The northern Haitian city of Gonaives is seen flooded on September 19, 2004 after Hurricane Jeanne passed through.[Reuters]
Silme said she saw neighbors swept away in the waters Saturday. As she spoke, two dead children lay on a nearby porch, their faces covered with cloths.

Ronald Jean-Marie, 38, said the waters tore down the concrete walls of his home in Raboteau slum and that his neighbors, a woman and her two young children, disappeared in the fast-moving current.

The storm came four months after devastating floods along the southern border of Haiti and neighboring Dominican Republic. Some 1,700 bodies were recovered and 1,600 more were missing and presumed dead.

Floods are particularly devastating in Haiti, the poorest country in the Americas, because it is almost completely deforested, leaving few roots to hold back rushing waters or mudslides.

Gonaives also suffered fighting during the February rebellion that led to the ouster of President Jean-Bertrand Aristide and left an estimated 300 dead.

Argentine troops who are among more than 3,000 U.N. peacekeepers in Haiti treated at least 150 people injured by the floods in Gonaives, mostly for cuts on feet and legs, said Lt. Cmdr. Emilio Vera.

One man stood outside the flooded base used by the troops and asked soldiers to remove 11 bodies that were floating in his house, including four brothers and a sister.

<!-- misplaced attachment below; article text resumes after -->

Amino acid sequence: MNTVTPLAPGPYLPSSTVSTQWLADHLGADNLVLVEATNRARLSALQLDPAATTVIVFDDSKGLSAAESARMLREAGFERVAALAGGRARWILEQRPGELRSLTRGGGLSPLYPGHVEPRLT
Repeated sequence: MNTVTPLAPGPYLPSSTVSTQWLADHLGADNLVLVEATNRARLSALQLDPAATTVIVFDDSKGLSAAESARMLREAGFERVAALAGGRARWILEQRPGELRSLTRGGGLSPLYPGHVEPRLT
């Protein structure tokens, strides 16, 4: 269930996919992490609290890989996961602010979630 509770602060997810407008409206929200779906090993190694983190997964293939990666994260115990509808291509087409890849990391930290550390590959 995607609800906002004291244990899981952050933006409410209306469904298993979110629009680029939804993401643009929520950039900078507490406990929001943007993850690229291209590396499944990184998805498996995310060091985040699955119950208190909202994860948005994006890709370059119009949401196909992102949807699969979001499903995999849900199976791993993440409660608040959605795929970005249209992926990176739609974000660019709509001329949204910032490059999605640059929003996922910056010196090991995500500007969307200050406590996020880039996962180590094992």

"I would like to see if the soldiers could do something about these bodies," said Jean-Saint Manus, a 30-year-old student. "The door was closed. Everybody was trapped inside."

Equipment including the X-ray machine was covered with mud at Gonaives' General Hospital, said Dr. Pierre-Marie Dieudonne, a doctor with the Catholic agency Caritas. He said there was a great need for antibiotics, food and water.

Three trucks carrying Red Cross relief supplies from tents to blankets rolled in Monday, but two were mobbed by people who grabbed blankets and towels. U.N. troops stood by watching. Only one truck arrived intact with tents at the mayor's office.

People tripped over each other to grab tiny bags of water thrown from a Red Cross truck in front of City Hall.

"Everyone is desperate," said Pelissier Heber of the Artibonite Chamber of Commerce. "The international community is not doing anything so there's a general panic. The population is really mad because they were expecting more from the United Nations."

Interim Prime Minister Gerard Latortue toured some flooded areas Sunday and declared Gonaives a disaster area, calling for international aid. The U.S. Embassy announced $60,000 in immediate relief.

At 11 p.m., Jeanne was about 405 miles east of Great Abaco Island in the Bahamas, with winds near 85 mph, moving northeast at about 7 mph.

Meanwhile, Hurricane Karl and Tropical Storm Lisa remained far out in the Atlantic and were not immediate threats to land. Karl's sustained winds diminished to 120 mph, making it a Category 3 hurricane. Lisa had winds of 60 mph.